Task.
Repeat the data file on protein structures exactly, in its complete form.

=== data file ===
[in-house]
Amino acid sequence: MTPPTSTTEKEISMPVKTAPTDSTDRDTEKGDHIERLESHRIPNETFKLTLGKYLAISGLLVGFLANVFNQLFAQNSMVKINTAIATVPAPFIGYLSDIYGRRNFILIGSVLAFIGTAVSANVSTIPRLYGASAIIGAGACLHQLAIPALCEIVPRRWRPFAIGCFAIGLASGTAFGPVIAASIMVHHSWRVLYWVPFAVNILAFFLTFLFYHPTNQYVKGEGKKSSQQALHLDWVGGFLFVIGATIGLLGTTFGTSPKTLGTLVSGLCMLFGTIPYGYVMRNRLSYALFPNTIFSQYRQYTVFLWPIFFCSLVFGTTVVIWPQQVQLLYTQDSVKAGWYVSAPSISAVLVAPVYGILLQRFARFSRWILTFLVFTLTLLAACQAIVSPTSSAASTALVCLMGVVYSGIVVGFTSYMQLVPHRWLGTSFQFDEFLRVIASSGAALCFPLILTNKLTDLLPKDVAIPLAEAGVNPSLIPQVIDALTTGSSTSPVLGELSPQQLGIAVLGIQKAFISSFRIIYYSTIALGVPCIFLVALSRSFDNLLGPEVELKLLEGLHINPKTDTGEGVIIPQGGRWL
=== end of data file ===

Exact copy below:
[in-house]
Amino acid sequence: MTPPTSTTEKEISMPVKTAPTDSTDRDTEKGDHIERLESHRIPNETFKLTLGKYLAISGLLVGFLANVFNQLFAQNSMVKINTAIATVPAPFIGYLSDIYGRRNFILIGSVLAFIGTAVSANVSTIPRLYGASAIIGAGACLHQLAIPALCEIVPRRWRPFAIGCFAIGLASGTAFGPVIAASIMVHHSWRVLYWVPFAVNILAFFLTFLFYHPTNQYVKGEGKKSSQQALHLDWVGGFLFVIGATIGLLGTTFGTSPKTLGTLVSGLCMLFGTIPYGYVMRNRLSYALFPNTIFSQYRQYTVFLWPIFFCSLVFGTTVVIWPQQVQLLYTQDSVKAGWYVSAPSISAVLVAPVYGILLQRFARFSRWILTFLVFTLTLLAACQAIVSPTSSAASTALVCLMGVVYSGIVVGFTSYMQLVPHRWLGTSFQFDEFLRVIASSGAALCFPLILTNKLTDLLPKDVAIPLAEAGVNPSLIPQVIDALTTGSSTSPVLGELSPQQLGIAVLGIQKAFISSFRIIYYSTIALGVPCIFLVALSRSFDNLLGPEVELKLLEGLHINPKTDTGEGVIIPQGGRWL